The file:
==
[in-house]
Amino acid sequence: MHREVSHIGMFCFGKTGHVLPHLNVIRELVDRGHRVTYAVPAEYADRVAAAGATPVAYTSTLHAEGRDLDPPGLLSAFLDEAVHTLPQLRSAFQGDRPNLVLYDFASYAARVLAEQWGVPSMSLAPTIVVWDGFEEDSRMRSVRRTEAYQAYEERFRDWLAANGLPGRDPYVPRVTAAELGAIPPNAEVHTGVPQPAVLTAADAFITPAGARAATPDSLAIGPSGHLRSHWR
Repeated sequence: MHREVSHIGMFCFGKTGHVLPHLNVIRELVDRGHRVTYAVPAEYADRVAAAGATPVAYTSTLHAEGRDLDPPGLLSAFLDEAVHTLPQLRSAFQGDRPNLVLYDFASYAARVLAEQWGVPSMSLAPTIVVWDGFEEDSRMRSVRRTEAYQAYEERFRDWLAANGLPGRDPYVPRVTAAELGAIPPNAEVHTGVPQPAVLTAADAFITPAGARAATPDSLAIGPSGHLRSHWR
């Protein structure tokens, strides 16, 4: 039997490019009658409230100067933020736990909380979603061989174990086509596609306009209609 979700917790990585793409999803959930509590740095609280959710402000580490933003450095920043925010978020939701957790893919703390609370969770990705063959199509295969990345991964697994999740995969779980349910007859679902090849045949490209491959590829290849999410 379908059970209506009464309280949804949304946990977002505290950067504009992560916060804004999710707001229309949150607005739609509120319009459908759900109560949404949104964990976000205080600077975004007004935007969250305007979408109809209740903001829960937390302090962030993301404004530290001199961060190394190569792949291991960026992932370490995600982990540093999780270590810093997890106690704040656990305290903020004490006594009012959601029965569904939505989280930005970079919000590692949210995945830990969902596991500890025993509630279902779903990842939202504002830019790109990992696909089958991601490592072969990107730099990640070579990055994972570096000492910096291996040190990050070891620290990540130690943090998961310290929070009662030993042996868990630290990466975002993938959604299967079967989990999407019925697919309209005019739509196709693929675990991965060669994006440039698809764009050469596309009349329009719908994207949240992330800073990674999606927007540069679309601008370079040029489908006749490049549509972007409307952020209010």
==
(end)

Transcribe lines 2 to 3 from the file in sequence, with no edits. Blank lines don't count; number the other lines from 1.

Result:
Amino acid sequence: MHREVSHIGMFCFGKTGHVLPHLNVIRELVDRGHRVTYAVPAEYADRVAAAGATPVAYTSTLHAEGRDLDPPGLLSAFLDEAVHTLPQLRSAFQGDRPNLVLYDFASYAARVLAEQWGVPSMSLAPTIVVWDGFEEDSRMRSVRRTEAYQAYEERFRDWLAANGLPGRDPYVPRVTAAELGAIPPNAEVHTGVPQPAVLTAADAFITPAGARAATPDSLAIGPSGHLRSHWR
Repeated sequence: MHREVSHIGMFCFGKTGHVLPHLNVIRELVDRGHRVTYAVPAEYADRVAAAGATPVAYTSTLHAEGRDLDPPGLLSAFLDEAVHTLPQLRSAFQGDRPNLVLYDFASYAARVLAEQWGVPSMSLAPTIVVWDGFEEDSRMRSVRRTEAYQAYEERFRDWLAANGLPGRDPYVPRVTAAELGAIPPNAEVHTGVPQPAVLTAADAFITPAGARAATPDSLAIGPSGHLRSHWR